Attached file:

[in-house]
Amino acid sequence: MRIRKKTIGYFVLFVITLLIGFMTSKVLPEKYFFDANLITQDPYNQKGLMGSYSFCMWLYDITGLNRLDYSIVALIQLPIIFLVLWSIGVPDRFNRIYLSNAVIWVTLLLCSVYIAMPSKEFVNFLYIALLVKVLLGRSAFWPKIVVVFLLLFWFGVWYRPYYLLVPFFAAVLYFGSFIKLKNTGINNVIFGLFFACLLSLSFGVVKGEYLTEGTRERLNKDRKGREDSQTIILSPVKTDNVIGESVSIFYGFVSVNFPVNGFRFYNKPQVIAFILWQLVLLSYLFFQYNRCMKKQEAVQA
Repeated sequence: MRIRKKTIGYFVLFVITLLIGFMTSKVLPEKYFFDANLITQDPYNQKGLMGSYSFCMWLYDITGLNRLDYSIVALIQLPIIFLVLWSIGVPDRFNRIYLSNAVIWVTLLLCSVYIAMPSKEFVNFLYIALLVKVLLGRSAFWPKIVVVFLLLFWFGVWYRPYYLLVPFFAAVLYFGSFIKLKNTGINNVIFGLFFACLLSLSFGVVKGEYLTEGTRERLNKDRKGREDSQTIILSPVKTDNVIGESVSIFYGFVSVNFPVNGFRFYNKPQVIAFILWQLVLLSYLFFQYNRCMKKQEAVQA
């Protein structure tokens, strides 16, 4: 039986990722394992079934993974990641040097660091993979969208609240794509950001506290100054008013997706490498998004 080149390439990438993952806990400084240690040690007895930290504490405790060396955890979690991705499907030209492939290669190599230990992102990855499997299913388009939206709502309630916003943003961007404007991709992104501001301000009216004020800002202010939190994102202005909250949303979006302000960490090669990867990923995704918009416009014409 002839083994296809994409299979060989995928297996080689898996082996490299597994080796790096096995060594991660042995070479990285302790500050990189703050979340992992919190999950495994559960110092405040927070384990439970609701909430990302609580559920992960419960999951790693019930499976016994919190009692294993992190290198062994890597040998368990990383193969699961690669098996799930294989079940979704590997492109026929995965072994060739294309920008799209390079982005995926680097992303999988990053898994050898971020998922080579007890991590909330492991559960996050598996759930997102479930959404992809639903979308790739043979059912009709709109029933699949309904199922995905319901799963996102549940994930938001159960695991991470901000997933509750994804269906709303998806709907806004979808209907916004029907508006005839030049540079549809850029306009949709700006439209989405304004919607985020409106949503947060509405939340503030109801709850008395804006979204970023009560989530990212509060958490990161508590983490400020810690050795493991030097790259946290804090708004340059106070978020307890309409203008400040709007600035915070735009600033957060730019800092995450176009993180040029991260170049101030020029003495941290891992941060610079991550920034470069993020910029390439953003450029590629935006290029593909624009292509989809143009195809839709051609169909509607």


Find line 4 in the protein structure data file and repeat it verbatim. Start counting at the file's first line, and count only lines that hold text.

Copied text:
């Protein structure tokens, strides 16, 4: 039986990722394992079934993974990641040097660091993979969208609240794509950001506290100054008013997706490498998004 080149390439990438993952806990400084240690040690007895930290504490405790060396955890979690991705499907030209492939290669190599230990992102990855499997299913388009939206709502309630916003943003961007404007991709992104501001301000009216004020800002202010939190994102202005909250949303979006302000960490090669990867990923995704918009416009014409 002839083994296809994409299979060989995928297996080689898996082996490299597994080796790096096995060594991660042995070479990285302790500050990189703050979340992992919190999950495994559960110092405040927070384990439970609701909430990302609580559920992960419960999951790693019930499976016994919190009692294993992190290198062994890597040998368990990383193969699961690669098996799930294989079940979704590997492109026929995965072994060739294309920008799209390079982005995926680097992303999988990053898994050898971020998922080579007890991590909330492991559960996050598996759930997102479930959404992809639903979308790739043979059912009709709109029933699949309904199922995905319901799963996102549940994930938001159960695991991470901000997933509750994804269906709303998806709907806004979808209907916004029907508006005839030049540079549809850029306009949709700006439209989405304004919607985020409106949503947060509405939340503030109801709850008395804006979204970023009560989530990212509060958490990161508590983490400020810690050795493991030097790259946290804090708004340059106070978020307890309409203008400040709007600035915070735009600033957060730019800092995450176009993180040029991260170049101030020029003495941290891992941060610079991550920034470069993020910029390439953003450029590629935006290029593909624009292509989809143009195809839709051609169909509607």